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Tuesday, December 17, 2013

Raw Jamaica Plain honey, The Benevolent Bee, Jamaica Plain, MA

I was treated to some very local honey recently. I want to stress how local it was- just across the street from where I work in Jamaica Plain, a neighborhood of Boston, MA. I was surprised to find apiarists tending bees and collecting honey in what is decidedly an urban setting, with the 39 MBTA Bus coming by every 15 minutes and the Heath Street T station a short walk away. It just goes to show that if you have a mind to, you can be a beekeeper just about anywhere.

Stephanie and Emile's backyard hives
Stephanie and Emile are the urban apiarists of my Jamaica Plain honey. They (and their growing family) live in a two family walk-up surrounded by a small yard. In the yard are three hives, one of which they built themselves. Work friends and I dropped by one lunch break on a warm November afternoon to get a tour.

Stephanie showed us around, explained what we were seeing, and talked with us about her passion for bees and honey. In addition to collecting honey from their bees they also collect for an apiarist in the Metro-West region whose business is focused more on his pollination service. Their honey is raw, unpasteurized, and unprocessed. They filter only minimally to maximize retaining all the enzymes, vitamins and minerals in their honey. They harvest twice a year, in summer and in fall, and the honey is dramatically different (as you can imagine) depending on the season because the floral sources are so different.
Stephanie with one of her backyard hives

However, it is hard to say what the floral sources actually are. Jamaica Plain is home to a large portion of the Emerald Necklace, a series of connecting parks designed and built by Frederick Law Olmsted in the 19th century. If fact, Jamaica Pond, part of the Emerald Necklace, is a stone's throw away from Stephanie and Emile house. It is a kettle pond- which, according to wiki is a "shallow, sediment-filled body of water formed by retreating glaciers or draining flood waters." It has walking paths, wooden benches looking out over the pond, geese in fall and spring, and a variety of mature trees. Is whatever is growing around Jamaica Pond the source of the honey? Could be, but bees have a range of a few miles and within the catchment area of Stephanie and Emile's bees there are other parks that may tempt them to go farther afield: Olmsted Park, Franklin Park and the Arnold Arboretum, to name the larger ones. Probably safest to say that their honey is "Jamaica Plain whatever" honey.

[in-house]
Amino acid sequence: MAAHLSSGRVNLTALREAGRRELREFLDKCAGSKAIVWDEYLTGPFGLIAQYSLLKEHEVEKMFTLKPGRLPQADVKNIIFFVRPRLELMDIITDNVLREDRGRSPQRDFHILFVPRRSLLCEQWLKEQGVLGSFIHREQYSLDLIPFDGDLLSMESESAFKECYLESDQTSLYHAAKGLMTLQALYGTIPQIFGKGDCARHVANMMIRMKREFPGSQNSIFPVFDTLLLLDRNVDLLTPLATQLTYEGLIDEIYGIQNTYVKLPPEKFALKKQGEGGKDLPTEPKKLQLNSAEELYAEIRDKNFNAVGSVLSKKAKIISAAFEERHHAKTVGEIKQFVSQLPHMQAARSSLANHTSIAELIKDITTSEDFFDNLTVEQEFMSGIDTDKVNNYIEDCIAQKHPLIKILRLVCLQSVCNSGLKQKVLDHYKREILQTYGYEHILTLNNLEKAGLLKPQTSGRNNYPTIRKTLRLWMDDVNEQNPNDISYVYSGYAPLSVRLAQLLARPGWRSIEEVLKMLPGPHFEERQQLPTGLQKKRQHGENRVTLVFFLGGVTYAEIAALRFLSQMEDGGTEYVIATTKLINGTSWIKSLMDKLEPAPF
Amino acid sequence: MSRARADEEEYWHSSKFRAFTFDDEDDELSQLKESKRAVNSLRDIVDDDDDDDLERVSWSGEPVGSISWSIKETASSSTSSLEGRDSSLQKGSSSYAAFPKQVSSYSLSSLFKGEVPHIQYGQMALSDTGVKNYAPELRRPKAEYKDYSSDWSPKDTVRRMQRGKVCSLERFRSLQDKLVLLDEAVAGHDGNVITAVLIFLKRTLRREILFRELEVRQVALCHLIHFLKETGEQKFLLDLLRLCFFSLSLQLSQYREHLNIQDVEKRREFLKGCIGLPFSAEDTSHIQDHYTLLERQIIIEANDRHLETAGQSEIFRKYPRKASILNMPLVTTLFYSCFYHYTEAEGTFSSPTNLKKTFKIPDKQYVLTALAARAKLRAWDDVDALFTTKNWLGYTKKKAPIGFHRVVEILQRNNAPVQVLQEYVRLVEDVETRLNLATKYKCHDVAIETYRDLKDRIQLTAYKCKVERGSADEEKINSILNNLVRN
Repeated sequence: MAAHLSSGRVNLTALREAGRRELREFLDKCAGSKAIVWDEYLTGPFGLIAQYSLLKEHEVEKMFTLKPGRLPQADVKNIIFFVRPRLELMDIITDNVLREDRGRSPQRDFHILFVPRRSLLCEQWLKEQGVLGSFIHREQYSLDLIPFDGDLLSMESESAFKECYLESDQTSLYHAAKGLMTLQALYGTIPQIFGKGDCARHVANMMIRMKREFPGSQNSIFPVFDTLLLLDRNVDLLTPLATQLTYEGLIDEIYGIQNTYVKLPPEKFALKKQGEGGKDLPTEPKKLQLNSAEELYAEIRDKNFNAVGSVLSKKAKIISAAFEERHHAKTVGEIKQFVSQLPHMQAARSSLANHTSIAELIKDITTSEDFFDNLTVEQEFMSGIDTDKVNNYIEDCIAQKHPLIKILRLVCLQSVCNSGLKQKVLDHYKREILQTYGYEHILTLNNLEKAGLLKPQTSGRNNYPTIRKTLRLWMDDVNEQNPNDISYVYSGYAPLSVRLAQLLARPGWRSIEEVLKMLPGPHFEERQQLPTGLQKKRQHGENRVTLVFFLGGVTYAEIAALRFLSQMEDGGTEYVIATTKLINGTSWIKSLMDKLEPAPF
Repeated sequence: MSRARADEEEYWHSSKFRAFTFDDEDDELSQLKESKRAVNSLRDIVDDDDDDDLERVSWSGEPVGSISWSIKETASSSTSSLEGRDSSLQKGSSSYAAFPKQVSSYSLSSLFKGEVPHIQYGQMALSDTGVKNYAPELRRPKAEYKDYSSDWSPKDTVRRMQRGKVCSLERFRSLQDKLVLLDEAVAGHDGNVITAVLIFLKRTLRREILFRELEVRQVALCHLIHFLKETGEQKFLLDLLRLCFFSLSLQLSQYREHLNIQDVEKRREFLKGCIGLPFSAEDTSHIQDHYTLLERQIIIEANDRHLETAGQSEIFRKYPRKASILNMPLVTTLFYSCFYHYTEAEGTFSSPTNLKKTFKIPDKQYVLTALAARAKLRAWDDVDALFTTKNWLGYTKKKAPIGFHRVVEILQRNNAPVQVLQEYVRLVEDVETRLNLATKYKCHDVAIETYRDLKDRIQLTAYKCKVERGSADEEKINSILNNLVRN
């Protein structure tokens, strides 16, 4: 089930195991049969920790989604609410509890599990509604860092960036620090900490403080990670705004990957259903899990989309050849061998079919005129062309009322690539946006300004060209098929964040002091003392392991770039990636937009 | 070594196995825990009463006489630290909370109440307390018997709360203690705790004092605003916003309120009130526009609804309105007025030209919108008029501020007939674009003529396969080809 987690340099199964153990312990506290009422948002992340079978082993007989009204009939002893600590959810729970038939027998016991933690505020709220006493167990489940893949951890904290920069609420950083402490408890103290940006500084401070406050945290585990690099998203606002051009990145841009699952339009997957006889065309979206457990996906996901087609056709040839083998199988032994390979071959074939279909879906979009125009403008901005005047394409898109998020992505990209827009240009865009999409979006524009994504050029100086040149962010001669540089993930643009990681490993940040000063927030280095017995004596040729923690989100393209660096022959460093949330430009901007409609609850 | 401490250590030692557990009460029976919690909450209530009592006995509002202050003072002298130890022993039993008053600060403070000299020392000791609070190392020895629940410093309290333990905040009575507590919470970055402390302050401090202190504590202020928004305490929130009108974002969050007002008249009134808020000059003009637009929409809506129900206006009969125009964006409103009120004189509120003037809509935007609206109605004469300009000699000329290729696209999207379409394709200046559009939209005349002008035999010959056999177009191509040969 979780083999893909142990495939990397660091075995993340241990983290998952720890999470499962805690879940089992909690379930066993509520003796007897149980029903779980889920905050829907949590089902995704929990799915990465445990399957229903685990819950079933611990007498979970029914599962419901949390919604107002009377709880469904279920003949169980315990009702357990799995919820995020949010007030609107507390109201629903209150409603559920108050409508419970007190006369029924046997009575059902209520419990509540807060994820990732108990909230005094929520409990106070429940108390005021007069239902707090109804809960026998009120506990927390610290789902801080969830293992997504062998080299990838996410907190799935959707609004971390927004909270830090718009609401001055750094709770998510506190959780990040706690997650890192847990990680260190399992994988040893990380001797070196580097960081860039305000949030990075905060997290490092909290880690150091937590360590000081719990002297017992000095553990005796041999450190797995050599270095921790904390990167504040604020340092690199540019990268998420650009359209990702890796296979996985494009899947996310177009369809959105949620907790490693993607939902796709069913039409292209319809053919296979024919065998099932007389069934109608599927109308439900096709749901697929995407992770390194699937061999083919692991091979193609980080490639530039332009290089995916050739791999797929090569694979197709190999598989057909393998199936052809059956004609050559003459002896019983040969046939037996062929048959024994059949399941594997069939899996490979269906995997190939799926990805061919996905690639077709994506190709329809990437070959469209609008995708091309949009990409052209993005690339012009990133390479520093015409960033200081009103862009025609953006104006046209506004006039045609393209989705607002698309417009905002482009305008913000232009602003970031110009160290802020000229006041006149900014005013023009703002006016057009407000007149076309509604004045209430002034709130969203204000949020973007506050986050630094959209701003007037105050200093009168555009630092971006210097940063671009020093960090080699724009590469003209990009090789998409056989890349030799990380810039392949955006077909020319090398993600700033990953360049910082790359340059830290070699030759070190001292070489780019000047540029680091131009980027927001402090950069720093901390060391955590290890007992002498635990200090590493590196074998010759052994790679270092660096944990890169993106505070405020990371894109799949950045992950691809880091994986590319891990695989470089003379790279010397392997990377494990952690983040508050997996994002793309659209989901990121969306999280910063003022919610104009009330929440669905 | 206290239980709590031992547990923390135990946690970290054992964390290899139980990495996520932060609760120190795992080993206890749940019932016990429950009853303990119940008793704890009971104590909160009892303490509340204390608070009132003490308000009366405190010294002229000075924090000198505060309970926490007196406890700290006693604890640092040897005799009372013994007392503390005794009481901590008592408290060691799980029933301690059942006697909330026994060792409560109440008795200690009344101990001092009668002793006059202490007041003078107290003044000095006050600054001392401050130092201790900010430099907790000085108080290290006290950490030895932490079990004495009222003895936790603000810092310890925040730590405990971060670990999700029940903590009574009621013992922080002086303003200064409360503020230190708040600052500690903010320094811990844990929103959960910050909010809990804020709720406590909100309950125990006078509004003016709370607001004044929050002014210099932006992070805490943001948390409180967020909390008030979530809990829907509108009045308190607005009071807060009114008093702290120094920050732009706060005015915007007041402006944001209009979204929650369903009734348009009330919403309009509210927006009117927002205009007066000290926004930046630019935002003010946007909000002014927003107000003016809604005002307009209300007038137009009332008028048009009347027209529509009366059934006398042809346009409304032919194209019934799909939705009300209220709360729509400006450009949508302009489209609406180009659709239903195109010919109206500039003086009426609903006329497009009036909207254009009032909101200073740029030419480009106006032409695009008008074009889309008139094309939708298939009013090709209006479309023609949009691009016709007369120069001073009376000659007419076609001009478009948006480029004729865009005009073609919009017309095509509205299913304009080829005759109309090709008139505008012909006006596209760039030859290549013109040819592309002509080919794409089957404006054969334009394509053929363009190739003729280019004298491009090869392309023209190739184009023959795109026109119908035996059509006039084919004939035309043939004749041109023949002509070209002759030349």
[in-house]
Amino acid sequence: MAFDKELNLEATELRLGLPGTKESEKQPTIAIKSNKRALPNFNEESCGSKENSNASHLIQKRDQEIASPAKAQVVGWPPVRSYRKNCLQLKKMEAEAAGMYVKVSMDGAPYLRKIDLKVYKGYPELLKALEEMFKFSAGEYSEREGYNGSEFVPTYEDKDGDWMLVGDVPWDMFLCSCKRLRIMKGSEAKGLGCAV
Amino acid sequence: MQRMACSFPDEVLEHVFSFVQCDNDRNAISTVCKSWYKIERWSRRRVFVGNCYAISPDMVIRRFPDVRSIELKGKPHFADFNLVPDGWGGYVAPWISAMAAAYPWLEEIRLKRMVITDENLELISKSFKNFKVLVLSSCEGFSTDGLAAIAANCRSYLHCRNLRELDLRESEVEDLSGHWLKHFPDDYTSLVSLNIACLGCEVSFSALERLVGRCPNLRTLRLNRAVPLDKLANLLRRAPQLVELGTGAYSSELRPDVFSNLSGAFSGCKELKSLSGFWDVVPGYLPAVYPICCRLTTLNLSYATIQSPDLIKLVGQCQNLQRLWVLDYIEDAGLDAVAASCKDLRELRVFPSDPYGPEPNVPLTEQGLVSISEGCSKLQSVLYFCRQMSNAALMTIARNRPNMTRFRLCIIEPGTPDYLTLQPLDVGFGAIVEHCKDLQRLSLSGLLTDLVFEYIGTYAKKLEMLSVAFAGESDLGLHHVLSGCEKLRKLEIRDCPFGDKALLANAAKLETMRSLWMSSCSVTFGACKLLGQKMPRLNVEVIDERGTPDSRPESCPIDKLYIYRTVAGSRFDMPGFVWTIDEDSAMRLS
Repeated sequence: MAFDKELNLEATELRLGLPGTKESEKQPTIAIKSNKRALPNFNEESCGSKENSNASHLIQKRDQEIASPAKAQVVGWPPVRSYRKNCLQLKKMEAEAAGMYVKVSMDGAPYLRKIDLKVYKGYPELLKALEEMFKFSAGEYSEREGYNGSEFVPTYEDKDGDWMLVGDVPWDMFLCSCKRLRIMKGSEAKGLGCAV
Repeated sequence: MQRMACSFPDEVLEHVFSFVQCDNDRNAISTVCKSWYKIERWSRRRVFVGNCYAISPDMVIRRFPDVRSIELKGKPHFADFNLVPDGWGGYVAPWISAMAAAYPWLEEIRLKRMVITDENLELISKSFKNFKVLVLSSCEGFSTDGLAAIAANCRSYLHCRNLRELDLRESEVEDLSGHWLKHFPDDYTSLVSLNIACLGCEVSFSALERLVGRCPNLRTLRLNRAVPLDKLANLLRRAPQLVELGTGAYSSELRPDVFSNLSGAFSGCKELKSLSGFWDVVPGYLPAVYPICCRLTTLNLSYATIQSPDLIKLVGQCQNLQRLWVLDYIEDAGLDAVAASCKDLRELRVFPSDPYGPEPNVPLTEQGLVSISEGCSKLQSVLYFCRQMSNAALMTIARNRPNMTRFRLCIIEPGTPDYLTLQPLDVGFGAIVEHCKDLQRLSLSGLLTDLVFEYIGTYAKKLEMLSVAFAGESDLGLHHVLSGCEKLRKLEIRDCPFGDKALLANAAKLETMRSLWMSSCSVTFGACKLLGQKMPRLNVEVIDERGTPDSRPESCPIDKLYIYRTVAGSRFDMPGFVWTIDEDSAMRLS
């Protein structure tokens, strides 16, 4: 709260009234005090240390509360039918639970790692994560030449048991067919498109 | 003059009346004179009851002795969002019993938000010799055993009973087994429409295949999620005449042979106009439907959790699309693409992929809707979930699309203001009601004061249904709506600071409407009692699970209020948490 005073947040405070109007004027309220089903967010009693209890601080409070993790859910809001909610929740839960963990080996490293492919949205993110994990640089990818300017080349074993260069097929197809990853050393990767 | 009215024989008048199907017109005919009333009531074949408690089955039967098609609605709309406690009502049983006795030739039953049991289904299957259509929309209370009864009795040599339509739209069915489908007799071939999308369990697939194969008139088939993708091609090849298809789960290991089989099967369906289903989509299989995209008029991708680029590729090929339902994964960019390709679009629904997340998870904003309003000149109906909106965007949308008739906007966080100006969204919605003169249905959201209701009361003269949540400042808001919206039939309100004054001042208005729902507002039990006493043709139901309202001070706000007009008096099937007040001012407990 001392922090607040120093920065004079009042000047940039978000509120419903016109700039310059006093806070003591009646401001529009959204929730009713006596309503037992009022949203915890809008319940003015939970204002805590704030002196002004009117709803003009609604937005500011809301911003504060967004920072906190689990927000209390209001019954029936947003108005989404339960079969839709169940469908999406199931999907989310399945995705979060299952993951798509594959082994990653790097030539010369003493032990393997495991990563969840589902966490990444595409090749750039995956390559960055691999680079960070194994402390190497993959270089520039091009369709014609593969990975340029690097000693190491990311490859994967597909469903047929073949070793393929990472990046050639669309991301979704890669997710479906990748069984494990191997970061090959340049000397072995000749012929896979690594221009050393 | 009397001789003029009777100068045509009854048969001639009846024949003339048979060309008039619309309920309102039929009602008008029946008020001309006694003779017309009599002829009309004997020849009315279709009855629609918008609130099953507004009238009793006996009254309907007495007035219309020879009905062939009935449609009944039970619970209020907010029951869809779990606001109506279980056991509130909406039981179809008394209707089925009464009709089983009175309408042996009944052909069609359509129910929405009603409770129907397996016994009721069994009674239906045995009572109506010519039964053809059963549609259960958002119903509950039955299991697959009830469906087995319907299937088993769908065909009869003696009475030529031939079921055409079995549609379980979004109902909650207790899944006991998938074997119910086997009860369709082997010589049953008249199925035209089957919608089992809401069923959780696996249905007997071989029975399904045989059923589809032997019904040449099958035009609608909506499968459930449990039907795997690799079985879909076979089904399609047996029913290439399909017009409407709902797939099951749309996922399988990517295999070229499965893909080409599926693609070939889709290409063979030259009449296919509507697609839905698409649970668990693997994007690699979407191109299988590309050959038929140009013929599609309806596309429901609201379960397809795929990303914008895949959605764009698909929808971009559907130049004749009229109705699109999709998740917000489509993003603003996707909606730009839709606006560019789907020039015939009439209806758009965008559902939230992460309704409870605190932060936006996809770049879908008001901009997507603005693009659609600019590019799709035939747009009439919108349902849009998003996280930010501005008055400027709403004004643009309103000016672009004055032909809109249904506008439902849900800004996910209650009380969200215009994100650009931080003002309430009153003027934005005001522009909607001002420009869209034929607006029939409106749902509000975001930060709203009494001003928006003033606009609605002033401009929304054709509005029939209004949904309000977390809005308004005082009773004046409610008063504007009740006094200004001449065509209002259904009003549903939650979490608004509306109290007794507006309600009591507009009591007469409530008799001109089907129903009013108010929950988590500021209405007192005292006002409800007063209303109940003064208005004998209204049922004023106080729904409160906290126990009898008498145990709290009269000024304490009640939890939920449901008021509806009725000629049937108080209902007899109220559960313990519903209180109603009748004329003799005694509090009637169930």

A Sampling of Benevolent Bee Products
Apart from honey Stephanie and Emile also manufacture (by hand) beeswax candles, balms, salves and soaps, and offer courses for, and assistance to, new beekeepers. They sell their honey and other products under "The Benevolent Bee" label (they also do all of their own labels and packaging!). They have a lovely website with lots of information and photos. You can buy directly from their website, through Etsy, and/or at local farmers' markets and craft venues.

The Benevolent Bee Honey, Jamaica Plain, MA
The honey I have was harvested in  August 2013. It is a mellow yellow, more of a lemony yellow than sunflower yellow, slightly cloudy (indicative of all the particulate matter that hasn't been filtered out- a good sign of minimally processed honey) honey of medium to thin consistency. It is a very smooth honey that isn't too sweet. It has a delicate herby (eucalyptus?) flavor with citrus undertones that ends with a subtle fresh, almost minty after taste. It has the perfect consistency for drizzling on thick plain yoghurt or on hot buttered toast.

A big thank you to Stephanie for inviting us into her home and sharing her passion and expertise of all things bees and honey!

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